Placode

(redirected from otic placode)
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placode

[′pla‚kōd]
(embryology)
A platelike epithelial thickening, frequently marking, in the embryo, the anlage of an organ or part.
McGraw-Hill Dictionary of Scientific & Technical Terms, 6E, Copyright © 2003 by The McGraw-Hill Companies, Inc.
The following article is from The Great Soviet Encyclopedia (1979). It might be outdated or ideologically biased.

Placode

 

the rudiment of a sense organ or ganglion in humans, vertebrates, and some invertebrates. Placodes are paired thickenings of the outermost embryonic germ layer, the ectoderm; they arise as the nervous system is laid down in the early stages of embryogeny. In vertebrates, placodes give rise to the olfactory organ, the crystalline lens of the eye, the inner ear, the auditory ganglion, and the ganglia of the facial, glossopharyngeal, and vagus nerves. In cyclostomes, fishes, and many amphibians, placodes give rise to the lateral-line organs in addition to the aforementioned structures.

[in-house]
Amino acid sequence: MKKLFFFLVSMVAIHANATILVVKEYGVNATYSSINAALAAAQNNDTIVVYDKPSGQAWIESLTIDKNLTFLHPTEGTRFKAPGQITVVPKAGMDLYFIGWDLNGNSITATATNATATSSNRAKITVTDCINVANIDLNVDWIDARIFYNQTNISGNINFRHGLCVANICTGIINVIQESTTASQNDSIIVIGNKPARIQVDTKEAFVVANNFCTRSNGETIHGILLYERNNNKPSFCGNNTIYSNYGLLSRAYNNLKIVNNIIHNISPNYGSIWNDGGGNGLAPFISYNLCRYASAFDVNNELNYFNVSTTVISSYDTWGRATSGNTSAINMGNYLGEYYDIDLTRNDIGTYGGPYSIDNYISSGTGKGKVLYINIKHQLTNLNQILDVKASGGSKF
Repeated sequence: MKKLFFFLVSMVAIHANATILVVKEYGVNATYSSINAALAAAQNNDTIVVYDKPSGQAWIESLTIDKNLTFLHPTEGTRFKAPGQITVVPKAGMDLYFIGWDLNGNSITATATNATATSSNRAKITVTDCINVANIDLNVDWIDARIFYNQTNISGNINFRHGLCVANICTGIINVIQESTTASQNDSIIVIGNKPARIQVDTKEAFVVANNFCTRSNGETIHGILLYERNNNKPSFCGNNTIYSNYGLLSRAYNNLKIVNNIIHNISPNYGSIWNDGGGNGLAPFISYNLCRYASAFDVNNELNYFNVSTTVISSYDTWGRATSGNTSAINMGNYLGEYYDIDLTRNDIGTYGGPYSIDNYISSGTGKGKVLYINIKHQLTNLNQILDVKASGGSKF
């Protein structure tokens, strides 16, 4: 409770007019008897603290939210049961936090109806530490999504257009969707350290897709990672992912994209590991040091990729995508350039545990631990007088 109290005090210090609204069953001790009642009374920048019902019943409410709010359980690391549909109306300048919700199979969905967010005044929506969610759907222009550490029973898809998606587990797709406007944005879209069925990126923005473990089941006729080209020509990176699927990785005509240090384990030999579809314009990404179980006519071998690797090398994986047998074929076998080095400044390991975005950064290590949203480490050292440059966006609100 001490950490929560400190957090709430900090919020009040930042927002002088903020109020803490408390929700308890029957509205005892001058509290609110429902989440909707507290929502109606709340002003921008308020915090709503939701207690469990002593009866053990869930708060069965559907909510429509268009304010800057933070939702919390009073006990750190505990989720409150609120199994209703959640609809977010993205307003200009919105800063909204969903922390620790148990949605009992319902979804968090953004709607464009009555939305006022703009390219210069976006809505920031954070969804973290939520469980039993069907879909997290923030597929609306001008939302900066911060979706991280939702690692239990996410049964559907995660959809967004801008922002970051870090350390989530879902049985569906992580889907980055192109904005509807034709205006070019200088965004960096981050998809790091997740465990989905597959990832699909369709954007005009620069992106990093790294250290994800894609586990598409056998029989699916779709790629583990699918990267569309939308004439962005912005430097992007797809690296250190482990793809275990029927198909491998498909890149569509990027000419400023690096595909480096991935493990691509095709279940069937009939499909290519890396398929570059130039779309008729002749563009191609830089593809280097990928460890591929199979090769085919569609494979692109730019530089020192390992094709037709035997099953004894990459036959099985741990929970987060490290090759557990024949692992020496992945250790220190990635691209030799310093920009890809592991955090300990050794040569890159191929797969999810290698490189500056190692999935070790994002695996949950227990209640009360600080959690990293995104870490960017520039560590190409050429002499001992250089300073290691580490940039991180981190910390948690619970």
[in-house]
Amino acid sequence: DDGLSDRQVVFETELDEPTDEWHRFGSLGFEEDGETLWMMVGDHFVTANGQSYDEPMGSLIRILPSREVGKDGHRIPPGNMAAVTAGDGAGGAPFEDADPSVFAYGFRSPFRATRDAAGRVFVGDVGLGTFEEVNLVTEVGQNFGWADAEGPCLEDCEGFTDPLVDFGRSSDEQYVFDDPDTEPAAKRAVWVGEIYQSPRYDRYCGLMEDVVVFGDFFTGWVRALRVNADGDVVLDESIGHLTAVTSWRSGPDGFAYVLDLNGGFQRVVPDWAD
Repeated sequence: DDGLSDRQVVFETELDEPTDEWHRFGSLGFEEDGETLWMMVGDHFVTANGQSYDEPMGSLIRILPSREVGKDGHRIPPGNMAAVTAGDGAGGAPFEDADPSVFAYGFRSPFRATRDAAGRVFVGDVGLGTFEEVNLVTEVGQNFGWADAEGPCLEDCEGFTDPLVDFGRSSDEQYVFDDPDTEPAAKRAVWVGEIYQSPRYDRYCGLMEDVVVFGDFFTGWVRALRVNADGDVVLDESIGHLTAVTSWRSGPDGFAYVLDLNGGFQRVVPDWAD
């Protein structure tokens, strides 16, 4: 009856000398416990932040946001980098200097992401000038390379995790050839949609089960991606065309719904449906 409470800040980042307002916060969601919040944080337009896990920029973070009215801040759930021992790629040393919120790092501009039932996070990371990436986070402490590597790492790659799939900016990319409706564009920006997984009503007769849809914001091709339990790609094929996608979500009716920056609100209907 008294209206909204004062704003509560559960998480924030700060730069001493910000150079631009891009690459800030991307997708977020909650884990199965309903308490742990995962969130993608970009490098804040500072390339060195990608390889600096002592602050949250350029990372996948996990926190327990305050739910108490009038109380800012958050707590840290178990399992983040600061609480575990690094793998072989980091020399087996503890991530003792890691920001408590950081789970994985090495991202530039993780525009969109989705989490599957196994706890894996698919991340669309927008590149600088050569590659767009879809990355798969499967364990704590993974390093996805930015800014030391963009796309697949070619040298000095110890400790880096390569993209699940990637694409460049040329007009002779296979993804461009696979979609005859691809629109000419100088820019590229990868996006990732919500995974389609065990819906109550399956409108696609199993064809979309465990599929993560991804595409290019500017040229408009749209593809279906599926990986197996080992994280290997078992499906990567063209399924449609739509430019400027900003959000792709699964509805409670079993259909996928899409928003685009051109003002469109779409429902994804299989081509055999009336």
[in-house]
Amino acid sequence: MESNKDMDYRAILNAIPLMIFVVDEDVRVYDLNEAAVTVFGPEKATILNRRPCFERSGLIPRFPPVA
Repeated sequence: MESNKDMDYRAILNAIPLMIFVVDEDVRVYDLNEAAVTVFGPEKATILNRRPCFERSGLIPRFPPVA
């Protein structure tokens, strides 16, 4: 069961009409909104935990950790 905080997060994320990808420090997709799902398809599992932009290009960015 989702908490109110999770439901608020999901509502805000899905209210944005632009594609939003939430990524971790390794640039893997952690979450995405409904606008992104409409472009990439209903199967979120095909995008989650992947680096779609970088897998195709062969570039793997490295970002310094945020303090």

The Great Soviet Encyclopedia, 3rd Edition (1970-1979). © 2010 The Gale Group, Inc. All rights reserved.
References in periodicals archive ?
The otic vesicle is formed from the invagination of the otic placode. In a study investigating the conditions that influence the response to Fgf during otic placode induction (13), signaling of this factor has been shown to induce the expression of zebrafish otic genes such as pax8, pax2a, fgf24, and sox3 throughout the preplacodal region, which is important in setting the pattern of the otic vesicle.
Notch signaling also plays a role in specifying the sensory domains within the otic placode by inducing the proliferation of undifferentiated presensory cells, upregulating Sox2 activity, and inhibiting Ngn1 activity (19).
Pax2 transcripts were previously shown to be initially distributed uniformly throughout the epithelium of the otic placode [23].
The goal of the zebrafish research is to understand at the molecular level, how and why otic placode cells decide to become neuronal, non-sensory or sensory cells.
The main goal of the frog research is to determine which molecules and regions of the otic placode are required for normal patterning in the developing inner ear.